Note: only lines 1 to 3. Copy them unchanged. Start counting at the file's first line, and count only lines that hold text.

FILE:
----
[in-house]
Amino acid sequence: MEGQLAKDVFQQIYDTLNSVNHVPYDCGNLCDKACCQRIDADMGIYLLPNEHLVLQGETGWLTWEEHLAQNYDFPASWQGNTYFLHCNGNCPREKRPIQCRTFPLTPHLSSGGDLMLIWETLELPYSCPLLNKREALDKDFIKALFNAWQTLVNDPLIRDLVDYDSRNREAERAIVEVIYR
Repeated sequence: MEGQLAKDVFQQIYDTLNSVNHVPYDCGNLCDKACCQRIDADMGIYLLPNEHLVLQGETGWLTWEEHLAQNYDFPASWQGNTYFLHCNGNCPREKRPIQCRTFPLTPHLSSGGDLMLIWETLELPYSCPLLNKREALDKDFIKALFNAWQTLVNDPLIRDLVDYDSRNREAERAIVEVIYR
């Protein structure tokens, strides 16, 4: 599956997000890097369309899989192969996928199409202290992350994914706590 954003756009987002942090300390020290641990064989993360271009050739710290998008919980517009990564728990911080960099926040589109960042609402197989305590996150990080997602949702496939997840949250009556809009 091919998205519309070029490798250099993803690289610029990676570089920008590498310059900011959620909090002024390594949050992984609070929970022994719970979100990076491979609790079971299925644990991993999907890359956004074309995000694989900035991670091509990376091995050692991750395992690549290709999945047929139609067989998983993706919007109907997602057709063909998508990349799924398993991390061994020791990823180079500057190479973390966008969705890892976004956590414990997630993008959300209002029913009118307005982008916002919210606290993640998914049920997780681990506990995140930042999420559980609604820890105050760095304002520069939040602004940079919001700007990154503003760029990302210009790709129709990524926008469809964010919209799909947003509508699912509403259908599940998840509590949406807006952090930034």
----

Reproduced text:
[in-house]
Amino acid sequence: MEGQLAKDVFQQIYDTLNSVNHVPYDCGNLCDKACCQRIDADMGIYLLPNEHLVLQGETGWLTWEEHLAQNYDFPASWQGNTYFLHCNGNCPREKRPIQCRTFPLTPHLSSGGDLMLIWETLELPYSCPLLNKREALDKDFIKALFNAWQTLVNDPLIRDLVDYDSRNREAERAIVEVIYR
Repeated sequence: MEGQLAKDVFQQIYDTLNSVNHVPYDCGNLCDKACCQRIDADMGIYLLPNEHLVLQGETGWLTWEEHLAQNYDFPASWQGNTYFLHCNGNCPREKRPIQCRTFPLTPHLSSGGDLMLIWETLELPYSCPLLNKREALDKDFIKALFNAWQTLVNDPLIRDLVDYDSRNREAERAIVEVIYR